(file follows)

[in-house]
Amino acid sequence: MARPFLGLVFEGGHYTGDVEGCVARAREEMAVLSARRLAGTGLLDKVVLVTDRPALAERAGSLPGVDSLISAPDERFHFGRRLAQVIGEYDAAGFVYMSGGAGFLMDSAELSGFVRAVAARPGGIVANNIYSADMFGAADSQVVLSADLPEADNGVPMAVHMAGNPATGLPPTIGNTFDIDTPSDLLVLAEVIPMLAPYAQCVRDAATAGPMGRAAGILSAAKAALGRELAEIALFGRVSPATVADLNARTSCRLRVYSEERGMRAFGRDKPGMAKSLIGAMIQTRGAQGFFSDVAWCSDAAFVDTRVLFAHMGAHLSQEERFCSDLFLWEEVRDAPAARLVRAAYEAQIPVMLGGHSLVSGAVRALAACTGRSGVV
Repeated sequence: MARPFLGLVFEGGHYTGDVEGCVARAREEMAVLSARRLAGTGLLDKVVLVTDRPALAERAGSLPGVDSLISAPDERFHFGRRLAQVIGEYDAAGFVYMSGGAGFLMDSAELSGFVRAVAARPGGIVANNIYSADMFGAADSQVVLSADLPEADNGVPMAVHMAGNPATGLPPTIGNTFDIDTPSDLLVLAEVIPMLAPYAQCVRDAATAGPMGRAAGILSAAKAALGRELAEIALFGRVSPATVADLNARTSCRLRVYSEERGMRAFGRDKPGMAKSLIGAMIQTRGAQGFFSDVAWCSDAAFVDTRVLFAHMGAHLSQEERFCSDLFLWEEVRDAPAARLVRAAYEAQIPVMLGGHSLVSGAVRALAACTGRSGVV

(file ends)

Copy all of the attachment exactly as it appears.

[in-house]
Amino acid sequence: MARPFLGLVFEGGHYTGDVEGCVARAREEMAVLSARRLAGTGLLDKVVLVTDRPALAERAGSLPGVDSLISAPDERFHFGRRLAQVIGEYDAAGFVYMSGGAGFLMDSAELSGFVRAVAARPGGIVANNIYSADMFGAADSQVVLSADLPEADNGVPMAVHMAGNPATGLPPTIGNTFDIDTPSDLLVLAEVIPMLAPYAQCVRDAATAGPMGRAAGILSAAKAALGRELAEIALFGRVSPATVADLNARTSCRLRVYSEERGMRAFGRDKPGMAKSLIGAMIQTRGAQGFFSDVAWCSDAAFVDTRVLFAHMGAHLSQEERFCSDLFLWEEVRDAPAARLVRAAYEAQIPVMLGGHSLVSGAVRALAACTGRSGVV
Repeated sequence: MARPFLGLVFEGGHYTGDVEGCVARAREEMAVLSARRLAGTGLLDKVVLVTDRPALAERAGSLPGVDSLISAPDERFHFGRRLAQVIGEYDAAGFVYMSGGAGFLMDSAELSGFVRAVAARPGGIVANNIYSADMFGAADSQVVLSADLPEADNGVPMAVHMAGNPATGLPPTIGNTFDIDTPSDLLVLAEVIPMLAPYAQCVRDAATAGPMGRAAGILSAAKAALGRELAEIALFGRVSPATVADLNARTSCRLRVYSEERGMRAFGRDKPGMAKSLIGAMIQTRGAQGFFSDVAWCSDAAFVDTRVLFAHMGAHLSQEERFCSDLFLWEEVRDAPAARLVRAAYEAQIPVMLGGHSLVSGAVRALAACTGRSGVV